Sunday evening in St. Andrews: They're still thinking of Seve - and other sights and sounds
ST. ANDREWS, Scotland – You can do just about anything on the Old Course in St. Andrews on Sunday except hit a golf shot. So unlike my colleague Mike Bailey who had the chance to play the course for the first time earlier this week, I spent my one evening here soaking in the scene.
I chose to make the walk down from my guest house just a pitch shot from the course, Six Murray Park (www.sixmurraypark.co.uk) down the 18th fairway to the Jigger Inn for dinner, lured in by the Jigger’s club sandwich. They use this real soft flat bread, egg, and thick, juicy bacon. And having gone at least seven hours in Scotland without bacon I was clearly due. With a pint of Belhaven’s or perhaps their own Jigger Ale, it’s worth making the 350-yard sunset walk down the 18th hole of the Old Course, over the Swilcan Bridge and past the Road Hole to do so (though I suppose I’d do the same for a Big Mac and a Coke).
On the way, I saw some yellow flowers left in honor of the late Seve Ballesteros, who passed away a day earlier. He was especially adored in St. Andrews for his three Open Championships wins, including one on the Old Course in 1984. Flowers and a picture were left behind the 18th green, while another set was left beside the Swilcan Bridge. A building next to the Tom Morris Shop also had it’s Scottish flag at half mast, to which I’m guessing was in his honor as well.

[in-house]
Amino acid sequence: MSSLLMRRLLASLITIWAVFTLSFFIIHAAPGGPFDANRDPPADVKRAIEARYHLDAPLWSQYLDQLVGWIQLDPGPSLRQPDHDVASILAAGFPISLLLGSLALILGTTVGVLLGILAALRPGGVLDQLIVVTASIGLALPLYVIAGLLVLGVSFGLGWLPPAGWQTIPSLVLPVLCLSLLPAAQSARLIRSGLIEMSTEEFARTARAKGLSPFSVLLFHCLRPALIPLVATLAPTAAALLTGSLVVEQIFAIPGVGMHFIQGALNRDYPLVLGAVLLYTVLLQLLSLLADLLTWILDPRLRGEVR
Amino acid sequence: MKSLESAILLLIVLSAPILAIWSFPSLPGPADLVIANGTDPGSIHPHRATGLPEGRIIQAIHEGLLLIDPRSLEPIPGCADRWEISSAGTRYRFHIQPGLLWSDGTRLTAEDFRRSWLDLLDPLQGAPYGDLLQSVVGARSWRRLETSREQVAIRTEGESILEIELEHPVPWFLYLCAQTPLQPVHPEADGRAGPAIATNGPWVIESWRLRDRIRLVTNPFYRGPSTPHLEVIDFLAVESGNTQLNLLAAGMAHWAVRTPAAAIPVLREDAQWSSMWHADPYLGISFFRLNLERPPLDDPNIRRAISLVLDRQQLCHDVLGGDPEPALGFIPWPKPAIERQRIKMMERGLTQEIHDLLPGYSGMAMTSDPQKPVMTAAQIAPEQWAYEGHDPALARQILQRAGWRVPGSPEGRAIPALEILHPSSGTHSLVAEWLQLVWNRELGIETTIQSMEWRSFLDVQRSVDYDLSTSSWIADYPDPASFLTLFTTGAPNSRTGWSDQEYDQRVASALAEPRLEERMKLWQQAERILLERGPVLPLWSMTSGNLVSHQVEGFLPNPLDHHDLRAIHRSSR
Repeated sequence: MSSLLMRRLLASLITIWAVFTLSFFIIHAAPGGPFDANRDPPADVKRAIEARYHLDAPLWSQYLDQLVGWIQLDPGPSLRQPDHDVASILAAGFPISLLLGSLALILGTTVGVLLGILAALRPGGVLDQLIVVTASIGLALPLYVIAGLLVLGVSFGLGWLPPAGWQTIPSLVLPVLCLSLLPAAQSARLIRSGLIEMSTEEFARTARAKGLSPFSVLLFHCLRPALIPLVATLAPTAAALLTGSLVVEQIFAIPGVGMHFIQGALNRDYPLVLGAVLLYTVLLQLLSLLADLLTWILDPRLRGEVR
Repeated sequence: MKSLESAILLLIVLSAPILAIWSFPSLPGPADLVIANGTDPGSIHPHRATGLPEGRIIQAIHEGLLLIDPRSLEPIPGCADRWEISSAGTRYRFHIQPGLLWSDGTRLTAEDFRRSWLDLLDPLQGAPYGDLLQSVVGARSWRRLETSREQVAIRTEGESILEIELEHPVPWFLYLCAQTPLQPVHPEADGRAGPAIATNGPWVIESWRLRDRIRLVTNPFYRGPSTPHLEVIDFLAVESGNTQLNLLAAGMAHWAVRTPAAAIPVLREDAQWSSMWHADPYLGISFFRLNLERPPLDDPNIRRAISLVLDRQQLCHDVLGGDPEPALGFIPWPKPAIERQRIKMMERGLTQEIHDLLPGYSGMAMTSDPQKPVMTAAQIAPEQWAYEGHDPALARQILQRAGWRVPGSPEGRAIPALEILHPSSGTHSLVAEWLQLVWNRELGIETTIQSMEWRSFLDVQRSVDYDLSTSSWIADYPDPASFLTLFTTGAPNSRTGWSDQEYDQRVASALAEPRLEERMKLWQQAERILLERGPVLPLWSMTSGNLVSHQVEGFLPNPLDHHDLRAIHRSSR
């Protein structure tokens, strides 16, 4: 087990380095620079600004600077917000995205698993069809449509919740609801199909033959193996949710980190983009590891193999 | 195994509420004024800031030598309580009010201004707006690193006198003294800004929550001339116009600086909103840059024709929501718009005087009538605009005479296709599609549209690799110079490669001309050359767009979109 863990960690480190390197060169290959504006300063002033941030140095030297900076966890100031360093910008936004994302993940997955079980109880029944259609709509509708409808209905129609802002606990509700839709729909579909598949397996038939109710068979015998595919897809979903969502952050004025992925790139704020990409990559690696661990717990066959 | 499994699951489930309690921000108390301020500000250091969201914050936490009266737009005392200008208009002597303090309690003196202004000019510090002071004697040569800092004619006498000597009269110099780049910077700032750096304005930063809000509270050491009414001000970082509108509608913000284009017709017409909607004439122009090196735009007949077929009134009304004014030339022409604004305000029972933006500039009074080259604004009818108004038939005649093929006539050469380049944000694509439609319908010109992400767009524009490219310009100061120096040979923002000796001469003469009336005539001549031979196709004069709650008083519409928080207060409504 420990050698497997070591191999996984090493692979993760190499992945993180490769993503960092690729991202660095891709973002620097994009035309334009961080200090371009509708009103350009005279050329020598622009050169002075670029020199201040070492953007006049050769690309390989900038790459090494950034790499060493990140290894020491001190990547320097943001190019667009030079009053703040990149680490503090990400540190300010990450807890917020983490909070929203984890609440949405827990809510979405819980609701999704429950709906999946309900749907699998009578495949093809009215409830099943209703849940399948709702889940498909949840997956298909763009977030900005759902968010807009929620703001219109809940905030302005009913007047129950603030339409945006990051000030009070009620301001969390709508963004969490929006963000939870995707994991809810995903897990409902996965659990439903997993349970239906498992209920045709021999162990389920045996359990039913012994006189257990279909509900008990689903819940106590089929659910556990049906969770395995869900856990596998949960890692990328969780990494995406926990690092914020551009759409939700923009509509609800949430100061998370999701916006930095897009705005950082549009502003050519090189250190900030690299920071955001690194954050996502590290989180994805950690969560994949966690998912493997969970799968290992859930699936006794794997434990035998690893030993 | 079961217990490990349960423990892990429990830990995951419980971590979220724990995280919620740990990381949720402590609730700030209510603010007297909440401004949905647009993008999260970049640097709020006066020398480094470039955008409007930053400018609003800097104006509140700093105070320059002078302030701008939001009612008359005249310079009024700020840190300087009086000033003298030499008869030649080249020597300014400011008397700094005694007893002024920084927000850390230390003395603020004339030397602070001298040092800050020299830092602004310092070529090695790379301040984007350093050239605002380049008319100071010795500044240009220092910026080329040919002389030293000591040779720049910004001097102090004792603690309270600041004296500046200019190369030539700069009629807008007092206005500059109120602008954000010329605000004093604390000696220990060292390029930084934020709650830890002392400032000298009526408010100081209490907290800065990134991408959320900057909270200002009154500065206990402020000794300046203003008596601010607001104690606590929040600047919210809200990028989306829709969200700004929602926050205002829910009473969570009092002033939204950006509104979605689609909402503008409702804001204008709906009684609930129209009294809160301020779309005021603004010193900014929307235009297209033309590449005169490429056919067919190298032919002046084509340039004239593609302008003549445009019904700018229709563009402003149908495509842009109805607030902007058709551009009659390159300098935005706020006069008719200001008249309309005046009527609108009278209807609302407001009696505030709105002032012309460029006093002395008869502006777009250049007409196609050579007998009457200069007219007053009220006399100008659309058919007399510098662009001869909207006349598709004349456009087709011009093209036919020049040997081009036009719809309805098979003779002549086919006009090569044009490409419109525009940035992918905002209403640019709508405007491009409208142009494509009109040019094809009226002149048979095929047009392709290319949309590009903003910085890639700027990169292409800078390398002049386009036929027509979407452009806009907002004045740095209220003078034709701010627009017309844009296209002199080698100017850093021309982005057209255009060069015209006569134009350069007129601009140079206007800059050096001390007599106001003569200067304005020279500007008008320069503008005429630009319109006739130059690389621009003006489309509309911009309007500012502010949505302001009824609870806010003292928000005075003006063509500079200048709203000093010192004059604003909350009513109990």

As I continued to make my way down the 18th, four small children were rolling and tumbling all over grass and each other. I was immediately reminded why I’ll always favor St. Andrews over Augusta National. And I feel comfortable as ever saying that having finally visited the Masters this year.
On my way back from the Jigger Inn, I dialed up my girlfriend for the weekend check-in. I mentioned to her that I was walking on the “Road Hole” as we spoke and that she should feel honored, and she humored me. As we spoke I heard bagpipes in my other ear and become distracted, and I followed them to West Sands Beach. Despite this being my third time in St. Andrews, I’ve never actually made it onto West Sands (perhaps taking “stay away from the sand in St. Andrews” a little too literally). I wouldn’t suggest you do the same as this long beach is quite a sight, especially at sundown. I walked out and there were two bagpipers performing in front of a fire with college kids surrounding them. Some were off to the side attempting Scottish folk dance but mostly just flirting, while others were huddled, drinking beer. In fact, I looked like the oldest person on the beach. This must be where the kiddies hang out on Sunday.
As the sun set, I made my way back towards my guest house, walking just a few more steps on the Old Course. That’s when I began thinking about tomorrow’s round: a morning tee time on Kingsbarns Golf Links. Five years ago, I was eaten alive at Kingsbarns. The greens drove me mad, and I couldn’t hit a driver.
Sunday walking around the Old Course is great, but I can only take about three hours out here without a club in my hand before I start itching to hit a golf shot.
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Stop by to see Monarchs House at 26 Queens Terrace. We will gladly furnish you with a beverage of your choice.
All the best,